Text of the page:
Remember when the Nintendo Wii released, promising a great innovation through motion controlled gaming? Imagine — a video game experience controlled entirely through accurate, precise motion controls. Now do you remember the crushing disappointment that came two days after you bought your Wii and realized you were waving laser pointers at high tech candles? Now you know where my frustration was born and where I’m coming from when I start talking about motion controls and gaming. Trust me when I say the Razer Hydra looks to be exactly what the Nintendo Wii was supposed to be, and on top of that it’s for the PC.
What is the Razer Hydra you ask? It’s basically two nunchuk style controllers with analog sticks and buttons on each piece and a funky base station with a glowing green ball on top. The unique thing about the Hydra is that instead of having gyros and accelerometers inside the controllers, the base station emits a 360 degree magnetic field with a range of 6ft. Using the magnetic field the controllers are able to detect their position, orientation, and motion of each controller in 3D space. We were told it’s accurate to within a few millimeters, allowing the controller to provide true 1:1 translation of your motions into the game. On top of that, thanks to the magnetic field no line of sight is required between the base station and the controllers. You do however have to calibrate the ball on top of the base station to match your axis of play.
Razer was demoing the Hydra with Portal 2 for the PC. From what we observed, the controller seemed extremely accurate and easy to use. The most common problem I have with first person shooters and motion controls is when you try to turn your character to look left, right, up, or down, you need to move your cross-hair to the side of the screen and hope you start turning. When it works “properly”, it’s usually jerky as all hell, feels clumsy, and makes it nearly impossible to aim and turn at the same time. During the demo, I saw none of these motion control hang-ups. The rep easily navigated around the level, shot some portals (accurately), and picked up one of the new cubes in Portal 2 (that redirects lasers) and toasted a bunch of turrets. He also showed us a resizable block that you can stretch, shrink, and rotate, to span a gap in the level. He was able to manipulate the block with ease with the Hydra’s highly accurate motion controls. It all seemed very simple to do and I was honestly quite impressed. Portal is one of the last games I’d ever want to try and play with a controller of any kind but I’d seriously reconsider that opinion now that I’ve seen the Hydra in action.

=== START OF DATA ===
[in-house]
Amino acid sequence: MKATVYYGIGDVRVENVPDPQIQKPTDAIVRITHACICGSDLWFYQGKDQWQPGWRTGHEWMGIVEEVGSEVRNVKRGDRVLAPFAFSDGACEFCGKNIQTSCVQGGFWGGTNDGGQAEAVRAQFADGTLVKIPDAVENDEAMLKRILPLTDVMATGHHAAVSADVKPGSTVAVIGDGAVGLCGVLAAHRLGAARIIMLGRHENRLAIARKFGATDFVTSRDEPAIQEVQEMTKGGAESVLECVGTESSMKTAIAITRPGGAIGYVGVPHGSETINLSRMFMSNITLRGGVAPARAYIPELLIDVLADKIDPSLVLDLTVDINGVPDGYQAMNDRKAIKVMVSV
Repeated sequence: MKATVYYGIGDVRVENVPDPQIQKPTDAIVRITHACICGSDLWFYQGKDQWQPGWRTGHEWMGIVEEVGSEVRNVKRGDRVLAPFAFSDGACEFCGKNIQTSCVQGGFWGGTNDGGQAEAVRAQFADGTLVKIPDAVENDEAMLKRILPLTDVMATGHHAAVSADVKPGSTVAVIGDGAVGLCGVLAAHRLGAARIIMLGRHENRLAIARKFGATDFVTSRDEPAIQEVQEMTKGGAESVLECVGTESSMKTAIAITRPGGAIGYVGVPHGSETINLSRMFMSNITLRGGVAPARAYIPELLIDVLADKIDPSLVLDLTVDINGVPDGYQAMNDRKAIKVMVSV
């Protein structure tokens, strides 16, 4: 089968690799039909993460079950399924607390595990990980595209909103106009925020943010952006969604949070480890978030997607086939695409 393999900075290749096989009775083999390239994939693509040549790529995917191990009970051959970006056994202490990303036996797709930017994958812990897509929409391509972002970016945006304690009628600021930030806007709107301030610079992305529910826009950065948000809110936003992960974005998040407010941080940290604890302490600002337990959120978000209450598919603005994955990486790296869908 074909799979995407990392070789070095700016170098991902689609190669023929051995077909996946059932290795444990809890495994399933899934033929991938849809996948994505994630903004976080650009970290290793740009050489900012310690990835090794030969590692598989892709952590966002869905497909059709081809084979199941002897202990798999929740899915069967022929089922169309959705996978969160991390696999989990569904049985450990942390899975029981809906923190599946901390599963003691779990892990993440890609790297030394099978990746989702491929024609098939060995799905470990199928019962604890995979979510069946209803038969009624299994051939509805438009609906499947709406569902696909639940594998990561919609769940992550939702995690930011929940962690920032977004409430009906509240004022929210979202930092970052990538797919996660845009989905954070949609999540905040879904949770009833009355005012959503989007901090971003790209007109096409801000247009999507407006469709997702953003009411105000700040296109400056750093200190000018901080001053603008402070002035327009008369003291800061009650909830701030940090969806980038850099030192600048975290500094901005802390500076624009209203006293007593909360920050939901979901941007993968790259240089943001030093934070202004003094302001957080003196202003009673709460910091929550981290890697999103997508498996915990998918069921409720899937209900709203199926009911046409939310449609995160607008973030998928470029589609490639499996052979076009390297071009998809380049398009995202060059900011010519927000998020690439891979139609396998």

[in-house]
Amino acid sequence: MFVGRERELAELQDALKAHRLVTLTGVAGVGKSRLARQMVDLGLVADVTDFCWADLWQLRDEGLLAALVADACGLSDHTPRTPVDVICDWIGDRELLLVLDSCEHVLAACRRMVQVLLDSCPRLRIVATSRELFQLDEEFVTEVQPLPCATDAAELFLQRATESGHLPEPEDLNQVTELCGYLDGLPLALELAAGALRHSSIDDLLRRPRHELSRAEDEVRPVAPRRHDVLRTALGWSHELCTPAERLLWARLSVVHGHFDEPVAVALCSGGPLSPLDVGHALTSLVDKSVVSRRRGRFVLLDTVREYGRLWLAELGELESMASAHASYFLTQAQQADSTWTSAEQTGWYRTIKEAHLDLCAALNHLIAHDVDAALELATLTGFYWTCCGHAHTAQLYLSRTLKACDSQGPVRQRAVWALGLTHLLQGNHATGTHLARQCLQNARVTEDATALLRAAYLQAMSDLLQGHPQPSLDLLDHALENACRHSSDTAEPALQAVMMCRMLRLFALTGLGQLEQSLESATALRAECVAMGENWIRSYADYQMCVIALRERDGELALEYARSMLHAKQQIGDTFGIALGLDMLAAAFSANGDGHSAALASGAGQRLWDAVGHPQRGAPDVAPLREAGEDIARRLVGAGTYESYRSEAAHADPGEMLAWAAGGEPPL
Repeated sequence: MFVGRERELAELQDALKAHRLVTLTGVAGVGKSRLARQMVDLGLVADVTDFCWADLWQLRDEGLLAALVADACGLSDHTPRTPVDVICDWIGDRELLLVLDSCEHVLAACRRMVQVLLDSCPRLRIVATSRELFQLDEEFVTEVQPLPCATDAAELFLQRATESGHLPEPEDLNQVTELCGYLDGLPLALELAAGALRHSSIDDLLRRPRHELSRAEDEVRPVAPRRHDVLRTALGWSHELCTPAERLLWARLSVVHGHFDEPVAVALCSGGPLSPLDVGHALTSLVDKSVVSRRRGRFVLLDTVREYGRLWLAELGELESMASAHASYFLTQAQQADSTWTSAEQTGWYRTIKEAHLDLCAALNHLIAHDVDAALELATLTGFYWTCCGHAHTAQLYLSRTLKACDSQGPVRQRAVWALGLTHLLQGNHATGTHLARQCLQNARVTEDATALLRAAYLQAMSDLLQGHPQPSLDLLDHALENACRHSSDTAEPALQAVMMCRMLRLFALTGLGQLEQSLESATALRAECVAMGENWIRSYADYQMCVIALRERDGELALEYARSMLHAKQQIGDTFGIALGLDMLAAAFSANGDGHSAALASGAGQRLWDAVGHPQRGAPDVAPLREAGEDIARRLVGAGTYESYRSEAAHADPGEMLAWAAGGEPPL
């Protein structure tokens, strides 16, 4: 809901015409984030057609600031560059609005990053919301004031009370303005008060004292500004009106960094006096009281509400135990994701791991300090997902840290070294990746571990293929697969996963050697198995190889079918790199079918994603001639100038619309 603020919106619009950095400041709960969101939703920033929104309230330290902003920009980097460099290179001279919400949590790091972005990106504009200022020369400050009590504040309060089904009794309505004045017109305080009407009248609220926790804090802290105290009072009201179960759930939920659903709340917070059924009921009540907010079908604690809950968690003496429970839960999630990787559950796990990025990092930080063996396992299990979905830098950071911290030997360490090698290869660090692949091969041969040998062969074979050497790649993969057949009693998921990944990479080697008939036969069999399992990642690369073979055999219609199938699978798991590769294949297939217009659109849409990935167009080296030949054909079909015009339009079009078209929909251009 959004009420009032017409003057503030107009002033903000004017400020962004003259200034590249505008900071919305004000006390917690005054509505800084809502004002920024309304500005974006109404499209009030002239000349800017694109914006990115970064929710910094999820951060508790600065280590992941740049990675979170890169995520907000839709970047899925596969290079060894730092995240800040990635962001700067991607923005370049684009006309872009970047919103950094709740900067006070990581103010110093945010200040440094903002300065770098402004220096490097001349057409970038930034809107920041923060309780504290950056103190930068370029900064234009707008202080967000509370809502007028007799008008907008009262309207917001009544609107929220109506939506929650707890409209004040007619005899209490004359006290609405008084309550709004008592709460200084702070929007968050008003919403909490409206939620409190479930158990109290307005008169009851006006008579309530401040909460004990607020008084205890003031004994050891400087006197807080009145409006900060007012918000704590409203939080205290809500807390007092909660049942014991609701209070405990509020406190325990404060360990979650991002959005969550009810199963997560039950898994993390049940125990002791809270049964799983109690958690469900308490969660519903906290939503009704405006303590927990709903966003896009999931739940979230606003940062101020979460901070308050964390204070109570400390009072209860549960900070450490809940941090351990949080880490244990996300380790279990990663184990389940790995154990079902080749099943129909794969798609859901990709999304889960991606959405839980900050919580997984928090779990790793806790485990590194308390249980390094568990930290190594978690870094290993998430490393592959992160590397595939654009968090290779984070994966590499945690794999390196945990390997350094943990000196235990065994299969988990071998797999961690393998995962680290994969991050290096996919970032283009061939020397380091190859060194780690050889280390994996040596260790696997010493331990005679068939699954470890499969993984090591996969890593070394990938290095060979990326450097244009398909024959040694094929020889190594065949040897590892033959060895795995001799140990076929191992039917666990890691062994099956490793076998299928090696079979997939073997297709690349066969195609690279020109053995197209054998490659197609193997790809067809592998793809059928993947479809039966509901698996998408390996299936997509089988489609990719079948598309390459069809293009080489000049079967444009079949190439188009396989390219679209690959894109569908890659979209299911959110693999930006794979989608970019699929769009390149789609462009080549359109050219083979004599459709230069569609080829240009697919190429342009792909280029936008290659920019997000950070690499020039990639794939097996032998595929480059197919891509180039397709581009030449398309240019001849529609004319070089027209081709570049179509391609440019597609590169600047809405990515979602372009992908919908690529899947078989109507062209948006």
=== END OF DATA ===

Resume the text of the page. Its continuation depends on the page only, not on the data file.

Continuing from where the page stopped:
Razer is working directly with Valve to make sure Portal 2 and Left 4 Dead will have full support for the Hydra. We were also informed that Valve will be releasing two versions of Portal 2. One will be the standard keyboard and mouse version and the other will be a Hydra specific version which will include bonus content. We also discovered that Razer is working on some middle-ware that will allow you to map the Hydra controller to keyboard and mouse events so you can use the Hydra with games that weren’t specifically developed to work with it. The rep we spoke with couldn’t comment on compatibility with Games for Windows Live, but he did say it worked great with games like Batman: Arkham Asylum and others he had tested.
One thing noticeably missing from the Hydra is haptic feedback (vibration). There are no plans at this time to add it, but this one negative point can easily be forgiven if the controller lives up to what we saw in the demo.
Razer hopes to release the wired version of the Hydra in 2011 for less than $100 USD. Release schedule and pricing for a wireless version are TBD.
Photo Credits: Colin Scott-Fleming